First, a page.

February 17, 2022, by Leah Sharpe
Surviving Psychometric Tests
By Christian Jameson-Warren, Employability Education Projects Officer
When I hear the word ‘test’, I immediately think ‘pass’ and ‘fail’. Actually, mostly ‘fail’. With some pressure to not even pass, to just ‘not fail’. To avoid failure. To avoid being not good enough. Might sound a little dramatic, but from my conversations with students I don’t think I’m the only person who thinks this.
As human beings, we’re hardwired to crave feeling connected with others – and if we’re being honest, a lot of what we do in our daily lives is to avoid feeling judged and rejected by people. So personally, I believe that a lot of the worry that people have about applying for jobs stems from this innate fear of rejection – including psychometric tests. On some level we fear that by ‘failing’ the test, we’re being rejected by the organisation. They’ve deemed us not good enough. We may also fear that others will judge us, such as peers or family. Feeling rejected really hurts sometimes.
So sometimes, it’s normal to feel that psychometric tests are daunting, especially if there are other factors, for example:
– You’ve had a negative experience(s) with tests or exams in the past
– You feel that the tests target your weaknesses, such as ‘I’m not very good at maths’
– You put pressure on yourself because it’s a role that you really want, or you worry that you’re not ‘good enough’ if you don’t get this type of job
Plus, if you don’t have much experience of psychometric tests, the unknown element naturally can add to your worries.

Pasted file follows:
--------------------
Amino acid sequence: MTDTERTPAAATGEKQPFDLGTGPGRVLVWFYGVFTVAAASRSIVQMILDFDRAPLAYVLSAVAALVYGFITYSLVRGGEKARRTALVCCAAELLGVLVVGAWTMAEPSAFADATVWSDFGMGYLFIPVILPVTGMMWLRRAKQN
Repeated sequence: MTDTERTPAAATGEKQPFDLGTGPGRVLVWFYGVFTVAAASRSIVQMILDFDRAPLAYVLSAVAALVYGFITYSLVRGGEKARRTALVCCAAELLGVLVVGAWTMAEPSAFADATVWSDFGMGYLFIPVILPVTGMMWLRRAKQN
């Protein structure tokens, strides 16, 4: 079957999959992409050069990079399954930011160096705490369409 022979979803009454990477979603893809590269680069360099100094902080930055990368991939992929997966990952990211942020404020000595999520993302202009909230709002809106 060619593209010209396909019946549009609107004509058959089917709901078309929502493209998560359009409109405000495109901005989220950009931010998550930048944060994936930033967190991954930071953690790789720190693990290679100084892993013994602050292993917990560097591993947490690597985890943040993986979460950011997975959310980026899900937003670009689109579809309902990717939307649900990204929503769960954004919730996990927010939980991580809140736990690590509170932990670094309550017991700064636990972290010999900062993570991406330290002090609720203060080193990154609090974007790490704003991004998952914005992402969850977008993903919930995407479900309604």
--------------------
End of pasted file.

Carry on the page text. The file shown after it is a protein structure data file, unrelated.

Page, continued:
However, there are of course things you can do to improve your confidence and skills:
1. The resources on our website which includes practise tests that give detailed feedback. This is beneficial because, firstly, you may surprise yourself with what you’ve done well at, and secondly, it gives you some very specific areas to focus on if you wish to improve, which is a lot more manageable than a general feeling of overwhelm. In addition, the more you practise, the more familiar you’ll become with how tests work, removing some of the uncertainty that contributes to worry.
There’s also information on our website for students with a disability that might affect their ability to do the tests.
2. Familiarise yourself with what attributes the organisation you’re applying to are asking for in the job description, such as organisation, teamwork, effective communication. While tests like situational judgement are designed so that you can’t ‘game’ the system by putting what you think is the answer the company are looking for instead of your honest answer, having a better understanding of what the employer is looking for can help focus your mind.
3. It sounds cliched, but take time to read the questions properly. Don’t just rush into analysing a situation or the data. In pressured situations, it’s easy to accidentally answer the question we think there is, and not the question there actually is. It may help to quickly write down two to three keywords from the questions to focus your mind.
4. Remember that these tests are tailored to individual organisations. So, if you don’t pass a test for a particular company, sometimes it just means it wasn’t the right thing for you at this time – especially if there were situational judgement assessments involved. It’s not the organisation rejecting you personally. It also doesn’t mean that you’re terrible at psychometric tests, you probably just need to practise a particular aspect more for next time.
For more advice and guidance on psychometric tests, plus access to free practise tests as a UoN student or graduate, visit our website.
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